Readings for Monday June 20, 2011
First Reading: Genesis 12:1-9
Responsorial Psalm: Psalm 33
Gospel: Matthew 7:1-5
"Stop judging, that you may not be judged. For as you judge, so will you be judged, and the measure with which you measure will be measured out to you. Why do you notice the splinter in your brother's eye, but do not perceive the wooden beam in your own eye? How can you say to your brother, 'Let me remove that splinter from your eye,' while the wooden beam is in your eye? You hypocrite, remove the wooden beam from your eye first; then you will see clearly to remove the splinter from your brother's eye." (Matthew 7:1-5)
I don't know about you, but I find that in our lives things like judgement and criticism are things that tend to have a one way streak. When it comes judging and criticizing each other, we are very good and usually are willing to offer this "advice" for free. It is however, a whole different story when it comes to us receiving judgement and criticism. When it comes to these things, we are much better at dishing it out, than taking it. We only seem to want to tell people what is wrong with them, instead of someone pointing out what is wrong with us. Which leads us to this question, why are we so willing to judge and label people? I would say that it is because of our own insecurities. We must remember however, that we are not called to judge one another, but rather, to love one another.
Christ provides us with an important warning in today's gospel. We must be very careful how we judge, for how we judge, we will also be judged. Christ tells us, "the measure with which we measure will be measured out to us." All of us are quick to notice the "splinter" in our neighbors eye, but we are not so quick to notice our own flaws, bad habits, and even sins.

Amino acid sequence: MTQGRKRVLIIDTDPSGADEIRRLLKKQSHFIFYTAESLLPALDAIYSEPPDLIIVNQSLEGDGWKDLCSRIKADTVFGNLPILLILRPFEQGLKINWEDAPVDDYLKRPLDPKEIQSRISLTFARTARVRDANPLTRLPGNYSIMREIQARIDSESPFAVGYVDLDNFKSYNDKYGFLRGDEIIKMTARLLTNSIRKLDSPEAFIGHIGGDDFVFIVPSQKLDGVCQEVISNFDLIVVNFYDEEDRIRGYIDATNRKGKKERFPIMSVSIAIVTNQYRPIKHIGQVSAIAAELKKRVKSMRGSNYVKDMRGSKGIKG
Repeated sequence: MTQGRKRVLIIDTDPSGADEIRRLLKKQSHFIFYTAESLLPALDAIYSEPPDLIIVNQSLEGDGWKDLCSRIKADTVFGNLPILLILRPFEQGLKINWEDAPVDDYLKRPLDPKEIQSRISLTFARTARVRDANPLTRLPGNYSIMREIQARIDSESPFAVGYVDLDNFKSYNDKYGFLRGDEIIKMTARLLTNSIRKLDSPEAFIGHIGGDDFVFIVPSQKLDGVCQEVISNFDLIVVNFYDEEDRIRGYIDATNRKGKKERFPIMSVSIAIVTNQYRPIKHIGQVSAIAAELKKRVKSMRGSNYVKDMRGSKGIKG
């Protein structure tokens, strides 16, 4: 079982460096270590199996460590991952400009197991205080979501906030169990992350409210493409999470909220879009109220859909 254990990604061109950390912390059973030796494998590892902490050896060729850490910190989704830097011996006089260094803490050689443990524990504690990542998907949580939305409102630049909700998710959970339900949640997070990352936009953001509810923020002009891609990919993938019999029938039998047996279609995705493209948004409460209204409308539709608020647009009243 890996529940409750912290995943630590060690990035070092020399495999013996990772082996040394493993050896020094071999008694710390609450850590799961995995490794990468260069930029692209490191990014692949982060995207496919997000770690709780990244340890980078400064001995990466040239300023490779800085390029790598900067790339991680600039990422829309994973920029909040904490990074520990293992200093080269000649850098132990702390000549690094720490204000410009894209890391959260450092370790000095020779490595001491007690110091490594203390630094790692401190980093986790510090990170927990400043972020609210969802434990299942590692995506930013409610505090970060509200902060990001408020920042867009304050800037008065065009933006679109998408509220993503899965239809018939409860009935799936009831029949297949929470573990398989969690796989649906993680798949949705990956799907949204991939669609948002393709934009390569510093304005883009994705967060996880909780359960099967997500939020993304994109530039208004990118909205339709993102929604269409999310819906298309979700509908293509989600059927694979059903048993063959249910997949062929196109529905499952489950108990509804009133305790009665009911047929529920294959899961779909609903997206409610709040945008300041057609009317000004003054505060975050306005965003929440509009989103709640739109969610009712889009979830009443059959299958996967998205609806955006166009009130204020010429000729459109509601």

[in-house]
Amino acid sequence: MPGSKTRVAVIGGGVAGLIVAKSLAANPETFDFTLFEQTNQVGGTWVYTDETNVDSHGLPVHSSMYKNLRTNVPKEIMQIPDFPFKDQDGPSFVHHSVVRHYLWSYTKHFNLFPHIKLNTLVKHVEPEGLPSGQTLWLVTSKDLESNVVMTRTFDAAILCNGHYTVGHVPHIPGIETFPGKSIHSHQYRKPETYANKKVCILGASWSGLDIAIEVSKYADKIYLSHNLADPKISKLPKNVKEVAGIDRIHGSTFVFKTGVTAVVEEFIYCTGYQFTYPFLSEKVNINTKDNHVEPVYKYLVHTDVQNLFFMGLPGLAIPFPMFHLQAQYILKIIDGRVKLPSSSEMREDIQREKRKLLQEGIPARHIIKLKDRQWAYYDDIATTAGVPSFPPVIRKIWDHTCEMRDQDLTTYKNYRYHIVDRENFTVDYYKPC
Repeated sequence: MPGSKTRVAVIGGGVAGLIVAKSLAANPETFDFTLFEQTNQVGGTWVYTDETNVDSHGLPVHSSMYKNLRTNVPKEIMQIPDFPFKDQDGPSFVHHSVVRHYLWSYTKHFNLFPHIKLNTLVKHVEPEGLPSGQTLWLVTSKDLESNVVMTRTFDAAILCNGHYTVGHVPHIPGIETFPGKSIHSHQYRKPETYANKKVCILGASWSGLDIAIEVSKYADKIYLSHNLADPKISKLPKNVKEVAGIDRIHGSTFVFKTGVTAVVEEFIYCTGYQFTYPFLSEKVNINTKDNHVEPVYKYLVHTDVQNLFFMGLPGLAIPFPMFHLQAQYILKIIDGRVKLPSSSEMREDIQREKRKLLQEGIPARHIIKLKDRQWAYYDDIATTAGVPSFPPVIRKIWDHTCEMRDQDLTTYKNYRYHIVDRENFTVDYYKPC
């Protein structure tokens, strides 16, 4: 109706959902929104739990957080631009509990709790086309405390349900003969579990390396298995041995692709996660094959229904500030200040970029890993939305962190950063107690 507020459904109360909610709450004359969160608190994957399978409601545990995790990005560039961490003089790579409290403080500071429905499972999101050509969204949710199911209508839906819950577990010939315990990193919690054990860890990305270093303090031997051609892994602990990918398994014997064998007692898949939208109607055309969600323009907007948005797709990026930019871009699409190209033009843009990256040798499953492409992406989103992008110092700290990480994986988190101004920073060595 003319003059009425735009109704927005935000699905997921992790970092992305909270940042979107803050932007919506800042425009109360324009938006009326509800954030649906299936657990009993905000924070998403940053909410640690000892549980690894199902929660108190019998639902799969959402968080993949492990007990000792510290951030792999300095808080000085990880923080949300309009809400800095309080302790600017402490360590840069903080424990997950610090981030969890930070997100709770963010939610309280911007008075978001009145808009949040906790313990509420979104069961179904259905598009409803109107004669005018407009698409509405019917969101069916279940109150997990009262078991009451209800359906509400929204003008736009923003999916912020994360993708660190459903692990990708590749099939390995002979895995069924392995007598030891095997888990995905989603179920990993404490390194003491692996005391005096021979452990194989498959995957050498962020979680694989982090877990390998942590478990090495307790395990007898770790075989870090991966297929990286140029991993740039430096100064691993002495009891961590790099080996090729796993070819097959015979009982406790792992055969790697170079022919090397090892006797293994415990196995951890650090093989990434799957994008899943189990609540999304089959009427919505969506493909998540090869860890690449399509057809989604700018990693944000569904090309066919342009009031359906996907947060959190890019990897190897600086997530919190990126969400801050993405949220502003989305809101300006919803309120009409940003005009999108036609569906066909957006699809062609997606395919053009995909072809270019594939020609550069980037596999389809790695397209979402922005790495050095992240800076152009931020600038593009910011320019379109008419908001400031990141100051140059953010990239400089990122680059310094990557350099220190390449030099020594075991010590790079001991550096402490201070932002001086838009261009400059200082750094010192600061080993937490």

There is certainly nothing wrong with pointing out what someone is doing wrong, especially if it can really help the person, but there are certainly right and wrong ways of doing this. We also must examine our motive in correcting someone. If our motive in correcting someone is to hurt them or to make them feel small, then we certainly still have a "log in our eye" and we cannot help the other person. But, if we are motivated out of love and to actually help the person and provide them with constructive criticism , then we have removed the "log from our eye" and can see clearly to help.
Today, let us choose to love our neighbors as ourselves. Let us all "measure with the measure which we would want measured out to us." If we must give feedback to someone, let us make sure that it is constructive and out of love. Remember, we are not called to judge one another, but rather to love one another as Christ loves us.
Father above, we thank you and praise you for the gift of this day. Lord, help us to love as you love us. Fill our hearts with you, so that we may go out in this world and be the lights that we are called to be. Lord, you know what is best for us, and we trust you with all our heart. Lord, we pray for all those who seek to hurt and condemn with their words and actions, may they be brought to your truth and understand what it means to love. We ask this all through Christ our Lord. Amen.